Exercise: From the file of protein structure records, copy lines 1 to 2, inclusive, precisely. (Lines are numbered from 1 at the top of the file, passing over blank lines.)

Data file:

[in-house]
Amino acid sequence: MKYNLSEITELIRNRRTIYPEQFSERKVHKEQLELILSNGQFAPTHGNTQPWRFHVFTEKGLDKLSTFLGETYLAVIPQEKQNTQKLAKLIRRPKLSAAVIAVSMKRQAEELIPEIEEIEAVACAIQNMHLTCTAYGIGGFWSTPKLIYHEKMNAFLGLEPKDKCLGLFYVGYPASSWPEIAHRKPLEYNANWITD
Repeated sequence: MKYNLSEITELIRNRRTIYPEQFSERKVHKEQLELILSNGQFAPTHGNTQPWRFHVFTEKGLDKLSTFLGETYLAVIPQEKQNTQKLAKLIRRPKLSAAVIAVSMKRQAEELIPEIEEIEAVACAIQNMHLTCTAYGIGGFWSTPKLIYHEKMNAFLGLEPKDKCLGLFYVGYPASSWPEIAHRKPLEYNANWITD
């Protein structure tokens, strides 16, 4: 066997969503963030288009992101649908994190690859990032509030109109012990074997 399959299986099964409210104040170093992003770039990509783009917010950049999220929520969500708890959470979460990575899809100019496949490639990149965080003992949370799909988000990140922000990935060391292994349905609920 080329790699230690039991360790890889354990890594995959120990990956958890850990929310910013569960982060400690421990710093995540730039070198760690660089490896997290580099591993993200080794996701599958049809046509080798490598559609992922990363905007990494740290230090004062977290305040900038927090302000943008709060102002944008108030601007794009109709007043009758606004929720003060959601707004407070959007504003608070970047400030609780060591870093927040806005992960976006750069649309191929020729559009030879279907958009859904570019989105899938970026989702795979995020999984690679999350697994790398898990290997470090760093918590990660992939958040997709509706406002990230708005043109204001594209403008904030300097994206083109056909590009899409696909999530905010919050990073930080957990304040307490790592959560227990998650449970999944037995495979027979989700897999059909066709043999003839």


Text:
[in-house]
Amino acid sequence: MKYNLSEITELIRNRRTIYPEQFSERKVHKEQLELILSNGQFAPTHGNTQPWRFHVFTEKGLDKLSTFLGETYLAVIPQEKQNTQKLAKLIRRPKLSAAVIAVSMKRQAEELIPEIEEIEAVACAIQNMHLTCTAYGIGGFWSTPKLIYHEKMNAFLGLEPKDKCLGLFYVGYPASSWPEIAHRKPLEYNANWITD